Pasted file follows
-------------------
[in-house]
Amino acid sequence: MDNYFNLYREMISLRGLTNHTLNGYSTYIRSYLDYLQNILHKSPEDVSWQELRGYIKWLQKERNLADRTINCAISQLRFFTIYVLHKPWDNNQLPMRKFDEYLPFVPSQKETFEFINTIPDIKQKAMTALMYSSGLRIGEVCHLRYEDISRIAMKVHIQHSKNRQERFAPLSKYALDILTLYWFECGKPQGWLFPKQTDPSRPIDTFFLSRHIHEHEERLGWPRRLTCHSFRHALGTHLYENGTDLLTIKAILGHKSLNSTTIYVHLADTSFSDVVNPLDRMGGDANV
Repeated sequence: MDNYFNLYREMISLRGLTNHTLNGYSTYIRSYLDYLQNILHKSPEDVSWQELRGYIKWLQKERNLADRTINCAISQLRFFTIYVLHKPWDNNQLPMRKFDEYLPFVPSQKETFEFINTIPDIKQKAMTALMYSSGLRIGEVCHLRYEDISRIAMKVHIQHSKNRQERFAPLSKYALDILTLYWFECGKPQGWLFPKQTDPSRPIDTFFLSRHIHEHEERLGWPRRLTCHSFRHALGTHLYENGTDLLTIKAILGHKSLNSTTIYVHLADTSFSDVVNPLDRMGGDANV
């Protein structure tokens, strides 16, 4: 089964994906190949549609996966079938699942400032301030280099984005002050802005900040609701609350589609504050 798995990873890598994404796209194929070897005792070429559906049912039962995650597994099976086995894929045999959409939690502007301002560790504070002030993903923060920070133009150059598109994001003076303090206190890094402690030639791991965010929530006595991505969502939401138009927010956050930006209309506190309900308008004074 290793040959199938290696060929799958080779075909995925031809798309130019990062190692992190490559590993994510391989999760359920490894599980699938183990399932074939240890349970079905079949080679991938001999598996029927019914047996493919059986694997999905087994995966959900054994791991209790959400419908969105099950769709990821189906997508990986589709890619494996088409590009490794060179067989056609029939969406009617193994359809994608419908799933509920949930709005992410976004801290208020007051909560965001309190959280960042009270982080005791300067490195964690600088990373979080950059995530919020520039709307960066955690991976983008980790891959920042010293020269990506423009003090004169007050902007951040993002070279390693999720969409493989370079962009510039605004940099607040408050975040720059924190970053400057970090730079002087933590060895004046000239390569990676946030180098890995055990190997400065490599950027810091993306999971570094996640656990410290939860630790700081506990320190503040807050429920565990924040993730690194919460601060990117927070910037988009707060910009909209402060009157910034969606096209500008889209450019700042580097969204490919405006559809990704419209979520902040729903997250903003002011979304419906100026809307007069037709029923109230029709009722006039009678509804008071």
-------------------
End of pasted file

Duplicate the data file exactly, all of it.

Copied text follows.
[in-house]
Amino acid sequence: MDNYFNLYREMISLRGLTNHTLNGYSTYIRSYLDYLQNILHKSPEDVSWQELRGYIKWLQKERNLADRTINCAISQLRFFTIYVLHKPWDNNQLPMRKFDEYLPFVPSQKETFEFINTIPDIKQKAMTALMYSSGLRIGEVCHLRYEDISRIAMKVHIQHSKNRQERFAPLSKYALDILTLYWFECGKPQGWLFPKQTDPSRPIDTFFLSRHIHEHEERLGWPRRLTCHSFRHALGTHLYENGTDLLTIKAILGHKSLNSTTIYVHLADTSFSDVVNPLDRMGGDANV
Repeated sequence: MDNYFNLYREMISLRGLTNHTLNGYSTYIRSYLDYLQNILHKSPEDVSWQELRGYIKWLQKERNLADRTINCAISQLRFFTIYVLHKPWDNNQLPMRKFDEYLPFVPSQKETFEFINTIPDIKQKAMTALMYSSGLRIGEVCHLRYEDISRIAMKVHIQHSKNRQERFAPLSKYALDILTLYWFECGKPQGWLFPKQTDPSRPIDTFFLSRHIHEHEERLGWPRRLTCHSFRHALGTHLYENGTDLLTIKAILGHKSLNSTTIYVHLADTSFSDVVNPLDRMGGDANV
């Protein structure tokens, strides 16, 4: 089964994906190949549609996966079938699942400032301030280099984005002050802005900040609701609350589609504050 798995990873890598994404796209194929070897005792070429559906049912039962995650597994099976086995894929045999959409939690502007301002560790504070002030993903923060920070133009150059598109994001003076303090206190890094402690030639791991965010929530006595991505969502939401138009927010956050930006209309506190309900308008004074 290793040959199938290696060929799958080779075909995925031809798309130019990062190692992190490559590993994510391989999760359920490894599980699938183990399932074939240890349970079905079949080679991938001999598996029927019914047996493919059986694997999905087994995966959900054994791991209790959400419908969105099950769709990821189906997508990986589709890619494996088409590009490794060179067989056609029939969406009617193994359809994608419908799933509920949930709005992410976004801290208020007051909560965001309190959280960042009270982080005791300067490195964690600088990373979080950059995530919020520039709307960066955690991976983008980790891959920042010293020269990506423009003090004169007050902007951040993002070279390693999720969409493989370079962009510039605004940099607040408050975040720059924190970053400057970090730079002087933590060895004046000239390569990676946030180098890995055990190997400065490599950027810091993306999971570094996640656990410290939860630790700081506990320190503040807050429920565990924040993730690194919460601060990117927070910037988009707060910009909209402060009157910034969606096209500008889209450019700042580097969204490919405006559809990704419209979520902040729903997250903003002011979304419906100026809307007069037709029923109230029709009722006039009678509804008071």